Martin Luther: Lived in FEAR of the PANDEMIC
Back in 1527, the Father of Reformation came face to face with his era’s pandemic: the Black Plague. Medical professionals in Wittenberg (such as they were) didn’t understand much about infectious diseases at the time, but they knew enough to offer some guidelines for staying safe and reducing transmission. In a letter to a friend, Luther advised Christians to follow these guidelines.
“Use medicine; take potions which can help you; fumigate house, yard and street; shun persons and places wherever your neighbor does not need your presence or has recovered, and act like a man who wants to help put out the burning city. What else is the epidemic but a fire which instead of consuming wood and straw devours life and body?”
Luther also wrote that if his neighbor needed help during the Plague then he wouldn’t hesitate, writing that Christianity “is such a God-fearing faith because it is neither brash nor foolhardy and does not tempt God.”
This is still good advice today, even though “shunning” people and places has met with a lot of resistance from certain Christians who suggest such actions amounts to “living in fear.” But Luther didn’t see it that way. He thought of it like everyone doing their part to help put out a fire.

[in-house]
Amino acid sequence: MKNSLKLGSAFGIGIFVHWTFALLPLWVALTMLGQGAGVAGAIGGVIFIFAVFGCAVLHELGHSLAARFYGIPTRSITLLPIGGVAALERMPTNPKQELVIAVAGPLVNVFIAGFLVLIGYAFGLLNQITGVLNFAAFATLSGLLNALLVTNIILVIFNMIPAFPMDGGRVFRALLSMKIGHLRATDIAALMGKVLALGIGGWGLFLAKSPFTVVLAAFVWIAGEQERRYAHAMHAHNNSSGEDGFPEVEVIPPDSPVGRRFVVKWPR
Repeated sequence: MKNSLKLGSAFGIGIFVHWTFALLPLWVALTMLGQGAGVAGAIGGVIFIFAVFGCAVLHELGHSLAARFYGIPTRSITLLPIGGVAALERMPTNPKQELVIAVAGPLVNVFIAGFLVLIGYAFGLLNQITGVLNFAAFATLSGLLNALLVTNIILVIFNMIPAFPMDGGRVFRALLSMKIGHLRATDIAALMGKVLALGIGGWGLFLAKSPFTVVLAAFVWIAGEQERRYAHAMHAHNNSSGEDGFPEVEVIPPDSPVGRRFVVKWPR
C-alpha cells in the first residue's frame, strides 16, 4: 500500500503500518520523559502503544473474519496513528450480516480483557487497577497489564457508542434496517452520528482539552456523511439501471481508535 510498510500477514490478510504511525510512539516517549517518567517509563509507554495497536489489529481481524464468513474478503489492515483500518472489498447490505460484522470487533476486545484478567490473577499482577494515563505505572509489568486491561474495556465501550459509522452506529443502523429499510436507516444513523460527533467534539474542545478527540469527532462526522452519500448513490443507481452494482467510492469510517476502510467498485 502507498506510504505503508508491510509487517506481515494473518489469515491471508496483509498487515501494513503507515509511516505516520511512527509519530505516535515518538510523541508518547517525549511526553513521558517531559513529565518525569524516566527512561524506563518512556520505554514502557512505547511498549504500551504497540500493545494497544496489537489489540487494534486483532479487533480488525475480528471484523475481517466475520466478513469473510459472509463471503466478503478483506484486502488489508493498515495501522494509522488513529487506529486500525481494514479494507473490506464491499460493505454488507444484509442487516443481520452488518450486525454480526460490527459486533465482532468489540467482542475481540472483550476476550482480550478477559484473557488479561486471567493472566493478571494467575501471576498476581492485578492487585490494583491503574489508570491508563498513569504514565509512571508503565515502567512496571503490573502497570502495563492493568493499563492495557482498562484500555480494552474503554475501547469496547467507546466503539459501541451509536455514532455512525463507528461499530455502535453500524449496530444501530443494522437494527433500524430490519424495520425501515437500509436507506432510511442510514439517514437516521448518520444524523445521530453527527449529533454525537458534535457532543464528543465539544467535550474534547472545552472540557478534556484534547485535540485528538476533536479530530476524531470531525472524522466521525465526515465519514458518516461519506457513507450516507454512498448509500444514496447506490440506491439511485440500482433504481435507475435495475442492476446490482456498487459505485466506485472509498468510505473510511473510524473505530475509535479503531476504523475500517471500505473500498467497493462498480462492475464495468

Mother Teresa: DECONSTRUCTED Her FAITH
Mother Teresa may be a modern icon of love and charity who fully lived out the biblical teaching that to serve the poor and needy was to serve Jesus himself, but she privately wrestled with seasons of enormous spiritual doubt and, as she called it, “dryness.” In letters that were released after her death, Mother Teresa wrote from depths of deep spiritual loneliness. “Where is my faith?” she wrote in her journal. “Even deep down … there is nothing but emptiness and darkness. … If there be God – please forgive me. When I try to raise my thoughts to Heaven, there is such convicting emptiness that those very thoughts return like sharp knives and hurt my very soul.”
She would wrestle this “long darkness: that strange suffering” on and off through most of her life. Such seasons are well documented in both Catholic and Protestant theology (Teresa’s namesake Thérèse of Lisieux referred to them as “nights of nothingness”) and these times, while extremely lonely and challenging for believers, can often lead to new and even more robust seasons of faith.